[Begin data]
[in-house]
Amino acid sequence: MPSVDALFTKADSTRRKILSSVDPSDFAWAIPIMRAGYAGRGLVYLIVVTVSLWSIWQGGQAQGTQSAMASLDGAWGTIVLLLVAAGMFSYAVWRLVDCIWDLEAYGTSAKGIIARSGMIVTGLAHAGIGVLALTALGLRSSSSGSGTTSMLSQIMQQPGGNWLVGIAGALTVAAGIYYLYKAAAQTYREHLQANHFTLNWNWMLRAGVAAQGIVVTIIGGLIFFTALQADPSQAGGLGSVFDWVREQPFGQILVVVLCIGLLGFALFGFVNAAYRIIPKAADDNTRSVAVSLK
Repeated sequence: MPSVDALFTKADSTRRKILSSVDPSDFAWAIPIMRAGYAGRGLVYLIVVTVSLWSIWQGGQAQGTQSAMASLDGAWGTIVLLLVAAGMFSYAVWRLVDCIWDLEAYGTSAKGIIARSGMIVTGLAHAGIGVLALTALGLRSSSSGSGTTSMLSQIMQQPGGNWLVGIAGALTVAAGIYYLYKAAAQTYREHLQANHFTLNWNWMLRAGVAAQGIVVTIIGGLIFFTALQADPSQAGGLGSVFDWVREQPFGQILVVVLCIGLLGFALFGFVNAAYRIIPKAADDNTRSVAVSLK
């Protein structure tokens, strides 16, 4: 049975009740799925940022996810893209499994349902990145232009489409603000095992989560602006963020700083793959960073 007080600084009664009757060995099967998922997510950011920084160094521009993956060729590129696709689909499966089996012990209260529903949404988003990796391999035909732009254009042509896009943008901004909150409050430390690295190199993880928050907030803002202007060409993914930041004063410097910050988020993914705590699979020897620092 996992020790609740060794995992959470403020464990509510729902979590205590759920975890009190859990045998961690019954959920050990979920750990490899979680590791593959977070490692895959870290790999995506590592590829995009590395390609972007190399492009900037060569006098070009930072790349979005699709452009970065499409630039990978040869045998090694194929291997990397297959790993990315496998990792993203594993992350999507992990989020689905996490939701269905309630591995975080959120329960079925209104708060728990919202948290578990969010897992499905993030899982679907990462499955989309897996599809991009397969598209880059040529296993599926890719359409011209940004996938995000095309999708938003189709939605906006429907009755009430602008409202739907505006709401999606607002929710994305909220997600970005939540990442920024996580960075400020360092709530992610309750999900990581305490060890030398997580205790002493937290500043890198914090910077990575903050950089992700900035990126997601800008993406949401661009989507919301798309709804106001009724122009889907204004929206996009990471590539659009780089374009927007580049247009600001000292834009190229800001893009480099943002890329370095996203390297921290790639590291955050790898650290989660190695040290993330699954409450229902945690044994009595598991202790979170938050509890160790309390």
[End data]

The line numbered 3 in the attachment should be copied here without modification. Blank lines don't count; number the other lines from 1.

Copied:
Repeated sequence: MPSVDALFTKADSTRRKILSSVDPSDFAWAIPIMRAGYAGRGLVYLIVVTVSLWSIWQGGQAQGTQSAMASLDGAWGTIVLLLVAAGMFSYAVWRLVDCIWDLEAYGTSAKGIIARSGMIVTGLAHAGIGVLALTALGLRSSSSGSGTTSMLSQIMQQPGGNWLVGIAGALTVAAGIYYLYKAAAQTYREHLQANHFTLNWNWMLRAGVAAQGIVVTIIGGLIFFTALQADPSQAGGLGSVFDWVREQPFGQILVVVLCIGLLGFALFGFVNAAYRIIPKAADDNTRSVAVSLK